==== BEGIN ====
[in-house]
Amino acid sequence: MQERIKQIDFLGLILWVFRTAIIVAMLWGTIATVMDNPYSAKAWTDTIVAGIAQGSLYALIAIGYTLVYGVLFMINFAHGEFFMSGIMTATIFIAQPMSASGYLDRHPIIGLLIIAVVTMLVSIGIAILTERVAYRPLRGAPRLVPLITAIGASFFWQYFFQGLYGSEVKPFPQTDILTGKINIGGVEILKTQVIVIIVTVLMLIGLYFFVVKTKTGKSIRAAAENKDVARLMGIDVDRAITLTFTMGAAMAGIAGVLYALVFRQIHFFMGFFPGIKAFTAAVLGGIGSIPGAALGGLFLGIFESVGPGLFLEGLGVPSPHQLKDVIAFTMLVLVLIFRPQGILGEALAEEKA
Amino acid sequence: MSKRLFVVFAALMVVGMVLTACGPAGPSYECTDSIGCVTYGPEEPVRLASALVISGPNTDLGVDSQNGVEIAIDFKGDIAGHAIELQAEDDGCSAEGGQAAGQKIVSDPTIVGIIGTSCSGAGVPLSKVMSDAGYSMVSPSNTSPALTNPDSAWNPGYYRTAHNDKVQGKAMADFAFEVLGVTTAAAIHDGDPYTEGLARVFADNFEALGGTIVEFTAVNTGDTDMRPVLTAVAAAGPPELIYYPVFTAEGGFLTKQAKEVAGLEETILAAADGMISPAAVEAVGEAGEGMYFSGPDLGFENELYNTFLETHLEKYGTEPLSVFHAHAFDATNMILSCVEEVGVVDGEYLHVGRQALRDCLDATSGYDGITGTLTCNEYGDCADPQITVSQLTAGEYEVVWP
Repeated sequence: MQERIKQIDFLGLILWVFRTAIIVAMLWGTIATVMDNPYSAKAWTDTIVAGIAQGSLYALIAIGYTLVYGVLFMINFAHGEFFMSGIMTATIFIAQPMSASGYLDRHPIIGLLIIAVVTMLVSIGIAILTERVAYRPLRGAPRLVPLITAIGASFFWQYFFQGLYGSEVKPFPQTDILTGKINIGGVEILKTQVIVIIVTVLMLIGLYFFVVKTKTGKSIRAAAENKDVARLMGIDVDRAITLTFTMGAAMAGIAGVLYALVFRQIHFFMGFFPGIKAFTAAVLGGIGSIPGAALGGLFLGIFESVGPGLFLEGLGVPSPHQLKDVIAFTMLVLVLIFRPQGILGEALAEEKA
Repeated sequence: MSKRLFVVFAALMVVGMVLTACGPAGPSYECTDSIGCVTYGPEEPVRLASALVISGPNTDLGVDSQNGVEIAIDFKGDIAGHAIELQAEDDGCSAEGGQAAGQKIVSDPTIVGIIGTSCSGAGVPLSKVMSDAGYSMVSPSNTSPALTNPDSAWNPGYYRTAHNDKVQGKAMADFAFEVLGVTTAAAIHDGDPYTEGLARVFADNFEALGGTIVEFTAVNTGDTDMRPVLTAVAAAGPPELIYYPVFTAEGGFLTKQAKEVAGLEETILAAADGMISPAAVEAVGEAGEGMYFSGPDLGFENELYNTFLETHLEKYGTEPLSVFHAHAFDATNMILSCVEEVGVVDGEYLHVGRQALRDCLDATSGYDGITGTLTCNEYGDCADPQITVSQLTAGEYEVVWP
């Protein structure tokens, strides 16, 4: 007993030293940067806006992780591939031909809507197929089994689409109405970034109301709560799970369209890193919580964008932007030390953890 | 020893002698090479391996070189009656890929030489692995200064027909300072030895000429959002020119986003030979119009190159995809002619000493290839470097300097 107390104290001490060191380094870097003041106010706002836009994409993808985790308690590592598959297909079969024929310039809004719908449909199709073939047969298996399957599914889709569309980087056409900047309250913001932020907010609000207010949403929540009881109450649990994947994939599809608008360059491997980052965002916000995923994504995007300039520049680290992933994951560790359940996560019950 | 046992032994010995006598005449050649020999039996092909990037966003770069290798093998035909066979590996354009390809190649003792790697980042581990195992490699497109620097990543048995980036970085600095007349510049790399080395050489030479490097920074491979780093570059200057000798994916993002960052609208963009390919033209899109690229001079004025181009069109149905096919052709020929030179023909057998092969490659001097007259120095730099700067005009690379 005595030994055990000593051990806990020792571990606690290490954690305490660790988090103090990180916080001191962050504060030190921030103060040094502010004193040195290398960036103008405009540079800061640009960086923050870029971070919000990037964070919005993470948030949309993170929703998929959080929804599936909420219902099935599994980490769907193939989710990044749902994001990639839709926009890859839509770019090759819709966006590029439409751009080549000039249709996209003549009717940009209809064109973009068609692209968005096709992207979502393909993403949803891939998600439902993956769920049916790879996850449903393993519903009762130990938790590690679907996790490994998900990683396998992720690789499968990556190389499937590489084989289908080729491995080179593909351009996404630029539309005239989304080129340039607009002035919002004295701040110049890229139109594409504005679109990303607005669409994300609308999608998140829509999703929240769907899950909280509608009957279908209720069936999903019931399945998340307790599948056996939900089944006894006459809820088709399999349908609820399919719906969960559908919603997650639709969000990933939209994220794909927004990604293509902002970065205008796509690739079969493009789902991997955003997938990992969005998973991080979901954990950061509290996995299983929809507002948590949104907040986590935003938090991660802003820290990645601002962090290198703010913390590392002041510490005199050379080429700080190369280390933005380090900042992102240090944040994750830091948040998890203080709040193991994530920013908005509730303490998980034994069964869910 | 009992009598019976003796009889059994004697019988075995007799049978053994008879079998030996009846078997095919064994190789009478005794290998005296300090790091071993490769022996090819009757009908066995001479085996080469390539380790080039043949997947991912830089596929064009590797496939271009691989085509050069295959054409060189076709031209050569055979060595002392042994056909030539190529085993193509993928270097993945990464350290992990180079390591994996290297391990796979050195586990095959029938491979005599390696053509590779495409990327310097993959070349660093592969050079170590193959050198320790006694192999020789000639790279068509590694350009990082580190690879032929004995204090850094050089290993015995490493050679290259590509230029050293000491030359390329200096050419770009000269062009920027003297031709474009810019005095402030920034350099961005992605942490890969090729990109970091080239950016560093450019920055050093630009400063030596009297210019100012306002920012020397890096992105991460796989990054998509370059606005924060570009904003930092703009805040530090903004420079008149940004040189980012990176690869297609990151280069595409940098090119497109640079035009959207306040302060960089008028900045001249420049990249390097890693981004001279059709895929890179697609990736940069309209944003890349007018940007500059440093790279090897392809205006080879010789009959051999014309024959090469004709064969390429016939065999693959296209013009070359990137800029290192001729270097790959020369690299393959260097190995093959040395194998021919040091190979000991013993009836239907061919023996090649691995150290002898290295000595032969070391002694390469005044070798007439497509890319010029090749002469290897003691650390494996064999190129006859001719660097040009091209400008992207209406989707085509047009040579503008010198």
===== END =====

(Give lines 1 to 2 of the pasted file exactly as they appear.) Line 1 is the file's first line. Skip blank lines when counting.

[in-house]
Amino acid sequence: MQERIKQIDFLGLILWVFRTAIIVAMLWGTIATVMDNPYSAKAWTDTIVAGIAQGSLYALIAIGYTLVYGVLFMINFAHGEFFMSGIMTATIFIAQPMSASGYLDRHPIIGLLIIAVVTMLVSIGIAILTERVAYRPLRGAPRLVPLITAIGASFFWQYFFQGLYGSEVKPFPQTDILTGKINIGGVEILKTQVIVIIVTVLMLIGLYFFVVKTKTGKSIRAAAENKDVARLMGIDVDRAITLTFTMGAAMAGIAGVLYALVFRQIHFFMGFFPGIKAFTAAVLGGIGSIPGAALGGLFLGIFESVGPGLFLEGLGVPSPHQLKDVIAFTMLVLVLIFRPQGILGEALAEEKA